Monday, March 14, 2011

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THREE MELTDOWNS - CONTAINED

"The first quality for a commander-in-chief is a cool head to receive a correct impression of things. He should not allow himself to be confused by either good or bad news." - Napoleon


While it is premature to draw conclusions from the tragedy in Japan, we can certainly consider what is taking place a "worst case" disaster, and thus far, even the most seriously damaged of its 54 reactors has not released radiation at levels that would harm the public. That is a testament to their design and construction, and the effectiveness of their employees and their emergency preparedness planning.

Following Friday's devastating earthquake, uranium fuel rods were exposed for at least two and a half hours. There was some burning of nuclear fuel, as evidenced by the presence of radioactive hydrogen and cesium, and partial meltdowns did occur.

However, as I pointed out yesterday, the explosions witnessed were not the reactors themselves blowing up, nor were they the primary containment. The primary containment that houses and protects the reactor vessel and fuel remains intact and is safe. This structure is made of steel and steel-reinforced concrete and is extremely robust.


Life-size, cut-away replica of a nuclear power plant containment wall. The reactor is located inside of the containment building. The rebar within the concrete is about the size of a man's forearm. Photograph courtesy Entergy.


The primary and secondary containment are designed to prevent radiation from being released into the environment in the case of an accident. However, TEPCO (Tokyo Electric Power Company) intentionally vented steam from the secondary containment building in an effort to reduce pressure in that building. What we saw blow up was the secondary containment, the sheet metal building that sits on top of the cement containment. The reactor's containment performed according to design.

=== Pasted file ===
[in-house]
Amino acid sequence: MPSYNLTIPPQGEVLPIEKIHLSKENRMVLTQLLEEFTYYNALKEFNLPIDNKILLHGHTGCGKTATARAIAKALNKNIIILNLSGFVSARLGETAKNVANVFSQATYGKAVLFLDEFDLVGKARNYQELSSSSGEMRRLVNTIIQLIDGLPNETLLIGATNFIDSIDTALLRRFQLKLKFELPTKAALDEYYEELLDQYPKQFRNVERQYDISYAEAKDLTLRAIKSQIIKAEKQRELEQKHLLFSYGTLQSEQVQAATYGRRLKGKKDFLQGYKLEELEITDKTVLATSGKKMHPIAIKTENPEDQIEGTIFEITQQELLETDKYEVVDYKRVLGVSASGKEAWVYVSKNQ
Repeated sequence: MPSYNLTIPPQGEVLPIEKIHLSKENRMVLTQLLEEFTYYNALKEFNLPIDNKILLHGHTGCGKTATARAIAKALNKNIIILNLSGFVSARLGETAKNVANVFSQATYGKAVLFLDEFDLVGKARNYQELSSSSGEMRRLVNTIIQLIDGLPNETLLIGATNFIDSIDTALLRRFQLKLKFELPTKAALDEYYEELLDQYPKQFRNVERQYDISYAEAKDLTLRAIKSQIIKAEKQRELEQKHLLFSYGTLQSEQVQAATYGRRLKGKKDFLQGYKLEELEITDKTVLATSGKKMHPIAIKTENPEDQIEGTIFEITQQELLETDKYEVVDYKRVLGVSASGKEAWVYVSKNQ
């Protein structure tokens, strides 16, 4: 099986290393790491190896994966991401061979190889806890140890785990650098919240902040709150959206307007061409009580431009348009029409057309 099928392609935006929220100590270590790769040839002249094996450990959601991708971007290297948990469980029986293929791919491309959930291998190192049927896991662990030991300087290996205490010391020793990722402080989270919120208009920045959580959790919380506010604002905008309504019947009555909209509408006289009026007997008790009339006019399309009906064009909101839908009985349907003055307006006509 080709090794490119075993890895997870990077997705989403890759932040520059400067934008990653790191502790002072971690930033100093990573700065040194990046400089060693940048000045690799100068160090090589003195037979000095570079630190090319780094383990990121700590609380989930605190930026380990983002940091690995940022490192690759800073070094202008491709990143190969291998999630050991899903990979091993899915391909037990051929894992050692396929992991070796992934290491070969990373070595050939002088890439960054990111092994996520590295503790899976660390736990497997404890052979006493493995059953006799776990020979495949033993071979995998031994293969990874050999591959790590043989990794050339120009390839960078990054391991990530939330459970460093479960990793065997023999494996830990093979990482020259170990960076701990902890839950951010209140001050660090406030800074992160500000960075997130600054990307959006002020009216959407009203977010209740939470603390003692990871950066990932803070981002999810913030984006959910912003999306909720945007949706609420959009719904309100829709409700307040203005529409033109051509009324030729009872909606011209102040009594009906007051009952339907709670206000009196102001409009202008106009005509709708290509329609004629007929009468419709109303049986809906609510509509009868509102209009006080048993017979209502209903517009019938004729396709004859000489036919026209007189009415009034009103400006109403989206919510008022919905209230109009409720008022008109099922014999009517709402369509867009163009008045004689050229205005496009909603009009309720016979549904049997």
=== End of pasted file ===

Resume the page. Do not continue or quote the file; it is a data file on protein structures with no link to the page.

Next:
It appears that as the level of coolant in the reactor vessel lowered, a portion of the top of the uranium fuel rods was exposed. This may have caused zirconium cladding of the fuel rods to react with water to create hydrogen. This hydrogen was vented, then somehow ignited, causing the explosion.

As the explosion did not occur inside the reactor core, and the primary containment was not breached, there has not been a significant public health impact from the release of radiation from the containment structure.

Reactors 2 and 3 at Fukushima Daiichi were shut down in response to the earthquake. Units 4, 5 and 6 had been shut down prior to the earthquake for inspections and scheduled outages.

In response to the emergency conditions, TEPCO has been pumping seawater, laced with boron, into the reactor.




Fukushima Daiichi Unit 1 was shut down at 2:48pm on March 11th. The reactor was shut down, reactor water level was stable, and offsite power was available.

At 8:19am, March 12th, there was an alarm indicating that one of the control rods was not properly inserted. However at 10:43am the alarm was spontaneously called off. Other control rods were confirmed fully inserted and the reactor was in a subcritical status.

o Status of main steam isolation valve: closed.

o Injection of water into the reactor by the Make-up Water Condensate System.

o There was not believed to be any leakage of reactor coolant in the containment vessel at this time.

o At 5:22am March 12th, the temperature of the suppression chamber exceeded 100 degrees. As the reactor pressure suppression function was lost, at this time it was determined that a "significant nuclear incident" had occurred.

o The Utility decided to prepare implementing measures to reduce the pressure of the reactor containment vessel (partial discharge of air containing radioactive materials) in order to fully secure safety. This preparation work started at around 9:43am March 12th and finished at 6:30pm the same day.